African-Americans are 20 percent more likely to experience serious mental health issues than the general population, according to Integral Care, which provides mental health care in Travis County.
To reduce the stigma of mental health issues and increase access to care, the organization is sponsoring the 19th annual Central Texas African American Family Support Conference. The conference, which brings together mental health consumers and professionals, is being held Tuesday and Wednesday at the Palmer Events Center.
Vicky Coffee, program manager with the Hogg Foundation for Mental Health at UT Austin, has attended the conference annually since it started in 2000 and is emceeing the event this year. “Mental health is, of course, not solely an individual responsibility, but really is a product of community conditions,” she said.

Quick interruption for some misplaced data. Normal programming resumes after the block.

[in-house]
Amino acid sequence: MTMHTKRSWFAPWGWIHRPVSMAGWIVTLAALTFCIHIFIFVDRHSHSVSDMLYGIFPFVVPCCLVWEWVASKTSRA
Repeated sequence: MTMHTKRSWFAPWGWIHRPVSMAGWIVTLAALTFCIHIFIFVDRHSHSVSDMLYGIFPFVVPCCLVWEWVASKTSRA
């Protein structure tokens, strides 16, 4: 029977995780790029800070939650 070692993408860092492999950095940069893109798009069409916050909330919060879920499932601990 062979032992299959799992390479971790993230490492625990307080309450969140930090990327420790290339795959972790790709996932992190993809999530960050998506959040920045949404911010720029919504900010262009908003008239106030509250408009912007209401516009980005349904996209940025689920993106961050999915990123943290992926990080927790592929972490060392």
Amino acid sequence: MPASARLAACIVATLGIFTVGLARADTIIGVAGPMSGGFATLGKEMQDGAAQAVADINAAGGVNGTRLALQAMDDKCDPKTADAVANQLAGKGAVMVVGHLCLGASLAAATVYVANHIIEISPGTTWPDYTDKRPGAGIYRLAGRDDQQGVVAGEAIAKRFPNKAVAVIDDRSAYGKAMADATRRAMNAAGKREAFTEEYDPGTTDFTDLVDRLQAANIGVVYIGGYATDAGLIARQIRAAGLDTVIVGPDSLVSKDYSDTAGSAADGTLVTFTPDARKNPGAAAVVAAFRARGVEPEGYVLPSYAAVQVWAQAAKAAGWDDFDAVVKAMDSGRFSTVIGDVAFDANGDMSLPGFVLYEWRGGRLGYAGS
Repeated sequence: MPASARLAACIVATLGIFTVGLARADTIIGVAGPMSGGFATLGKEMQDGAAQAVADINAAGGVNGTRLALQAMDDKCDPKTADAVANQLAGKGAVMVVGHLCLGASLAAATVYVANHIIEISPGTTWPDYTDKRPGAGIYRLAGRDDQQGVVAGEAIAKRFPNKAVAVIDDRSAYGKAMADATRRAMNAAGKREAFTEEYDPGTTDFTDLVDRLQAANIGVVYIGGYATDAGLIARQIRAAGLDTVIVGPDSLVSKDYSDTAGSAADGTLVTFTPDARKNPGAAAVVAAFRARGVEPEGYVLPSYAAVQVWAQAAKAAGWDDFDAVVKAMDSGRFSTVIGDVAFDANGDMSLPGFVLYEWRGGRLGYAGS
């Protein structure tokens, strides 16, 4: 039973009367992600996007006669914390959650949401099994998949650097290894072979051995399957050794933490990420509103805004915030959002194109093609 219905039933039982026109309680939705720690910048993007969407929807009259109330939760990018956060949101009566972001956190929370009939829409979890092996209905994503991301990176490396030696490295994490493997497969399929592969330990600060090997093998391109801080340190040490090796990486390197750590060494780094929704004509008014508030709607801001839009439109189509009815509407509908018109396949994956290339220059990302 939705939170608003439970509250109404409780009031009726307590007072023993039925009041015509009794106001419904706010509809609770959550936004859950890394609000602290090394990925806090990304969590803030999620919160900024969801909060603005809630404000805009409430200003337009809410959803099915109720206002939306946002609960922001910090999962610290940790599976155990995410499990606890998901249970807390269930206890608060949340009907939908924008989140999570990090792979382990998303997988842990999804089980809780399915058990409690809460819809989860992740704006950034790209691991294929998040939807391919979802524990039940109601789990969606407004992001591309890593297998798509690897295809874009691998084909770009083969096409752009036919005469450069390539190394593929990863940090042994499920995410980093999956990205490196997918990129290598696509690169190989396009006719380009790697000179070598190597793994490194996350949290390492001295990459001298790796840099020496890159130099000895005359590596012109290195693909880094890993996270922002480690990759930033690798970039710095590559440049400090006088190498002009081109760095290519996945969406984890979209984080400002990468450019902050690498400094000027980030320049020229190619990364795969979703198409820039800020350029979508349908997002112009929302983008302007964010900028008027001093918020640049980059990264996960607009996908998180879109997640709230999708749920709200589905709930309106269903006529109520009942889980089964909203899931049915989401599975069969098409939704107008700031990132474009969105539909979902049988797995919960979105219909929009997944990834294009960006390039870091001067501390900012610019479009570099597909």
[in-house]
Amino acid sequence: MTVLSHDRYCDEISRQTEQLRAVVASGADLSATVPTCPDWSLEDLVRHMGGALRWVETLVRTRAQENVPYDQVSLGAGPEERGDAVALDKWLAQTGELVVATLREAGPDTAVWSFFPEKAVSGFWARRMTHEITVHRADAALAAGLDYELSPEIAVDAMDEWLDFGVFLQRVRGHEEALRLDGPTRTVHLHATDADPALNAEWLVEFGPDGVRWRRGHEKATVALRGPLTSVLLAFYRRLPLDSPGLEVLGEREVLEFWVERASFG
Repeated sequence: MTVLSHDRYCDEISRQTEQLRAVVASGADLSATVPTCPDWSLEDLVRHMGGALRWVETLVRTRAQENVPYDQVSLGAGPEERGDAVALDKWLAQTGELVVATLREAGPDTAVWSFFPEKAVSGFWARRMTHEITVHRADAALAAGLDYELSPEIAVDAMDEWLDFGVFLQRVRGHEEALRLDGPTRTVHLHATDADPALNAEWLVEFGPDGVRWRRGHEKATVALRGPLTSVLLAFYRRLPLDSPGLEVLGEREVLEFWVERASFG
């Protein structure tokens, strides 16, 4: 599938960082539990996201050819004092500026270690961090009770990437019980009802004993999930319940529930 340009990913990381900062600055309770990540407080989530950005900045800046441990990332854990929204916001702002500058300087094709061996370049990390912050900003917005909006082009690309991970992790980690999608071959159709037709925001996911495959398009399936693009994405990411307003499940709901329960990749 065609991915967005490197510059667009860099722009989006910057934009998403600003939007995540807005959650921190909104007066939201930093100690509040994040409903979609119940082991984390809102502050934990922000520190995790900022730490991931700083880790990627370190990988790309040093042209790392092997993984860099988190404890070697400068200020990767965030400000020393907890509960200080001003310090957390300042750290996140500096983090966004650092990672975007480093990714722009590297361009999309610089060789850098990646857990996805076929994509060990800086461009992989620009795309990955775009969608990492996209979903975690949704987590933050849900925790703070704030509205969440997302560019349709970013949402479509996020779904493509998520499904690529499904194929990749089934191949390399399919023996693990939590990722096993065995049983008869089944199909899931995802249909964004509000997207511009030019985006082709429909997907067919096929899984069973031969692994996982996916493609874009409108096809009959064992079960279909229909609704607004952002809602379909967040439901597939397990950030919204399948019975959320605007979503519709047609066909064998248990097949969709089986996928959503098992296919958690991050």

Those community conditions, she said, include things like living in “challenging neighborhoods,” not having stable housing or living below the poverty line. Although these factors increase the likelihood of having mental health challenges, she added, only 25 percent of African-Americans will seek mental health care compared to 40 percent of their white counterparts.
“So, we recognize that in order to improve and enhance overall wellness in this specific population that we have to do a better job of educating and creating opportunities for awareness,” Coffee said.
The conference covers a wide variety of topics, including depression associated with “being black and queer,” supporting children with ADHD, maternal health and mortality, recovery from addiction, and military sexual trauma.
“Mental health is a concept that should be promoted beyond the walls of a health clinic,” Coffee said.